VJ panelling (shiplap)
VJ panelling was one of the biggest trends of 2020 and still going strong. VJ stands for vertical join and the panelling is made from highly impact-resistant MDF which can be painted any colour. It is used to clad interior walls and lends itself well to Hamptons, Coastal and Farmhouse style homes. For bathroom applications, there is a moisture-resistant version.
Wainscotting (beadboard or vertical “v” lining board)
Wainscotting is a decorative wall panelling / moulding that can be applied in various styles and profiles that finish part way up a wall, or in some instances can be full height to the underside of the ceiling. Traditionally wainscotting was made from timber. Today pine or MDF are popular choices and are usually painted.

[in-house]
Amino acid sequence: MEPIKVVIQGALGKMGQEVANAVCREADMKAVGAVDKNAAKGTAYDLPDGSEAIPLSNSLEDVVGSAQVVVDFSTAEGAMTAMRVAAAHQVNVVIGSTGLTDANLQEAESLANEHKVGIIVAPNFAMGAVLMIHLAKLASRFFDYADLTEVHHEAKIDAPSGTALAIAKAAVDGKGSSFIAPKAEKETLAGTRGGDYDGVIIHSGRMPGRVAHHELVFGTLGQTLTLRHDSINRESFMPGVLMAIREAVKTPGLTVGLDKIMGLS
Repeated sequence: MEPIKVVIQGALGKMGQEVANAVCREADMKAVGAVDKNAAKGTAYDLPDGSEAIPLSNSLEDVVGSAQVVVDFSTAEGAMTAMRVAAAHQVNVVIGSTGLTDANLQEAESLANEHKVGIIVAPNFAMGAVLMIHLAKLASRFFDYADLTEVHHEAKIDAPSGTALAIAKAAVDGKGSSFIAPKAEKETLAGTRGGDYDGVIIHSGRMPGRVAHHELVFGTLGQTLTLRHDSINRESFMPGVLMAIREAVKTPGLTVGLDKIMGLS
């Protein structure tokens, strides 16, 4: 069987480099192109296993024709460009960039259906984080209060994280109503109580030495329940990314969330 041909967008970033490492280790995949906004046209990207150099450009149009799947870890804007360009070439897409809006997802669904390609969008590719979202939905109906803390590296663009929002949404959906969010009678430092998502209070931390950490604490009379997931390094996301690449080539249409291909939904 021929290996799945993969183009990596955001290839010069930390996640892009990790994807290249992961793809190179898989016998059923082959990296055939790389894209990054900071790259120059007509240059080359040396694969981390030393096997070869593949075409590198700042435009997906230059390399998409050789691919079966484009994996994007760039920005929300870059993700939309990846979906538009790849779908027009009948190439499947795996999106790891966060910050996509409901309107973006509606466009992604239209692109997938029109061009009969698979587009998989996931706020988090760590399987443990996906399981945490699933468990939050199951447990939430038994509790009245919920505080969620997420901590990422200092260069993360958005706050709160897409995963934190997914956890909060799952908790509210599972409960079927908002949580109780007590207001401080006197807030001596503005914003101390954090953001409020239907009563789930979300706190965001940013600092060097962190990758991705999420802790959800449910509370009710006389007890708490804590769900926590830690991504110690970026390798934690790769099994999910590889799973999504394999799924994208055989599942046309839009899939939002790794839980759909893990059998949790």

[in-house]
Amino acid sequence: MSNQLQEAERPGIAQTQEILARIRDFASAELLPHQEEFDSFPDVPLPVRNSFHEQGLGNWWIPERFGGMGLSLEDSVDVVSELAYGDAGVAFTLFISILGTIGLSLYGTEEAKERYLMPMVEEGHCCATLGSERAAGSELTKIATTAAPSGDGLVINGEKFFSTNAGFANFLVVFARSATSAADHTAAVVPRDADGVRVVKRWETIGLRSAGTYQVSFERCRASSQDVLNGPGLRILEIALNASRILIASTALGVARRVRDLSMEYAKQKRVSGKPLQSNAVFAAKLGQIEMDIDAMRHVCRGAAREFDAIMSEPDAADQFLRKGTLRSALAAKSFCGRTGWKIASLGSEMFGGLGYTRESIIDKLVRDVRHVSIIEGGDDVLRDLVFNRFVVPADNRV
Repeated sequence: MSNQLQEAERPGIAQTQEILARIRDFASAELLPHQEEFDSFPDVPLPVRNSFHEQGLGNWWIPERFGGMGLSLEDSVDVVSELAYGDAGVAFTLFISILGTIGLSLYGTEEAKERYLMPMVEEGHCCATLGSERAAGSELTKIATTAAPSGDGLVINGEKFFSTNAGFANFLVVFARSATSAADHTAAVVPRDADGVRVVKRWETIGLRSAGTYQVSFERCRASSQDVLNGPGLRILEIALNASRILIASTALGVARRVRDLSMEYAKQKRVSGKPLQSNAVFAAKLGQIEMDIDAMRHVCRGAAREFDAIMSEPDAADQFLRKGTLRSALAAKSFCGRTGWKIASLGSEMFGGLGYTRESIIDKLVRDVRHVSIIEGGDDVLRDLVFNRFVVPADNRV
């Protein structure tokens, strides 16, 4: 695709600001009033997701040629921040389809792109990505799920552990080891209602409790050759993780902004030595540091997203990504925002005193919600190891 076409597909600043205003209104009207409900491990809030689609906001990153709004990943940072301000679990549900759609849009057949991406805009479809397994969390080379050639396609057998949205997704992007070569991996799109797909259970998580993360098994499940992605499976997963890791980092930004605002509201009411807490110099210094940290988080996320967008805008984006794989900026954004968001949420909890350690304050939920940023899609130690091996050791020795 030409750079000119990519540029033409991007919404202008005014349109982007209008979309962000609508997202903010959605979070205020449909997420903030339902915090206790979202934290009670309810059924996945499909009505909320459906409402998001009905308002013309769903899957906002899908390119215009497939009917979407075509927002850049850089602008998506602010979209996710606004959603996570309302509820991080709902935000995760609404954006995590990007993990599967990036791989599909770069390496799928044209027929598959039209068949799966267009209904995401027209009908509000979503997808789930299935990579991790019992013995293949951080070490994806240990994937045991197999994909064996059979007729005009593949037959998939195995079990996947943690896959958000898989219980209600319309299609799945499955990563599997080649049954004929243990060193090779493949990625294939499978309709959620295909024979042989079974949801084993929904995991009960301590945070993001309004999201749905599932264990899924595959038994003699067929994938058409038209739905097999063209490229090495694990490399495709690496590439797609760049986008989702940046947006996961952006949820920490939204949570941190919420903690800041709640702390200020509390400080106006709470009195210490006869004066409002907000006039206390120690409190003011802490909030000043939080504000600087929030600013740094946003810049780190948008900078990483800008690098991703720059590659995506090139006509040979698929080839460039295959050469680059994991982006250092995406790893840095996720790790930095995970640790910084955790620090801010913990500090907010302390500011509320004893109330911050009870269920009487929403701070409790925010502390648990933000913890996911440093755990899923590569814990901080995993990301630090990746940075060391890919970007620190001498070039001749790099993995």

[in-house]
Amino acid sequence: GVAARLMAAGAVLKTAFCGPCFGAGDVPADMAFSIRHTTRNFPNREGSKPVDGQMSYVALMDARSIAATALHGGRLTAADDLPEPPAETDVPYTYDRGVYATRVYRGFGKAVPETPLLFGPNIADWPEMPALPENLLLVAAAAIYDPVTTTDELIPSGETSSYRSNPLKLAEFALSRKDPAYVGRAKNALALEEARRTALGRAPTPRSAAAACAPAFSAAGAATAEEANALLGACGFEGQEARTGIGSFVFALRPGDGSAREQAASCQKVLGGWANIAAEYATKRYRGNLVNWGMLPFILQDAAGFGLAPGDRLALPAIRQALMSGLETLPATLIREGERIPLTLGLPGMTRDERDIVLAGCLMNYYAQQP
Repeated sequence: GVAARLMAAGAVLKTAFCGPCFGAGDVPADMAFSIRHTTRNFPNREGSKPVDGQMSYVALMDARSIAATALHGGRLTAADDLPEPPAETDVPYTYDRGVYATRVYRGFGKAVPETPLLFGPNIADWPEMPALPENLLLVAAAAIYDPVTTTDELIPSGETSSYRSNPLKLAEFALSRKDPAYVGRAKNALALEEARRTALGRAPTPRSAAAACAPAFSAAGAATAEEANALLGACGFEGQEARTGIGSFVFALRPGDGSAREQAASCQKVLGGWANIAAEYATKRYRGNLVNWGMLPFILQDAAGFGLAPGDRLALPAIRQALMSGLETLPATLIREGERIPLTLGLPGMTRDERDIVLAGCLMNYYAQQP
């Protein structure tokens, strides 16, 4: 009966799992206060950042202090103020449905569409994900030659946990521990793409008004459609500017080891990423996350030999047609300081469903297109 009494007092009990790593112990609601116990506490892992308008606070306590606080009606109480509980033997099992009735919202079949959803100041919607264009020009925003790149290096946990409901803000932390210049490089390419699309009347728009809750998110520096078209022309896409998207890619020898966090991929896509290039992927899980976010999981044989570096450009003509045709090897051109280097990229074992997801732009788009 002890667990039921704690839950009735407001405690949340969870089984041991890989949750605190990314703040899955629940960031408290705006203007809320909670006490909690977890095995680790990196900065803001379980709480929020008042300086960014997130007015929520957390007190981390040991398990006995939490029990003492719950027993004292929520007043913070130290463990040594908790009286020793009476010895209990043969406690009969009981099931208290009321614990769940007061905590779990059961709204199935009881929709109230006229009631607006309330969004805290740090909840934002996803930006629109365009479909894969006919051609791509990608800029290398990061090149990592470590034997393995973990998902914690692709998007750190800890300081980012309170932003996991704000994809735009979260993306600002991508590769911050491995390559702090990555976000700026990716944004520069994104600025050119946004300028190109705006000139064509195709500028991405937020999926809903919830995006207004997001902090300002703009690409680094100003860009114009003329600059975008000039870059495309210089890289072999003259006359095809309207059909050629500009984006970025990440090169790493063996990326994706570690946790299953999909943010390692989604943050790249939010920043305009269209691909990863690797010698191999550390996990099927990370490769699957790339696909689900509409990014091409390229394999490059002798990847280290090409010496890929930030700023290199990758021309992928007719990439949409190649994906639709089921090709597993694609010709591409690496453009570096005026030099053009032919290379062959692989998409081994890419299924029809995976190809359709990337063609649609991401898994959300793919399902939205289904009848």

A waterfall edge is the term used to describe a particular style of island bench and side panel configuration. This design utilises a 90 degree angle at the end of the countertop. The countertop turns toward the floor and continues down the side of the island and has a mitred join where the benchtop and side panel meet. (Rather than simply ending with a definitive benchtop with a side panel sitting below it).
WELS stands for Water Efficiency Labelling and Standard. This Australian Government labeling scheme was initiated to assist Australian households to conserve both water and money. Most plumbing products (such as tapware and showerheads) and white goods such as (washing machines and dishwashers) will have a WELS rating.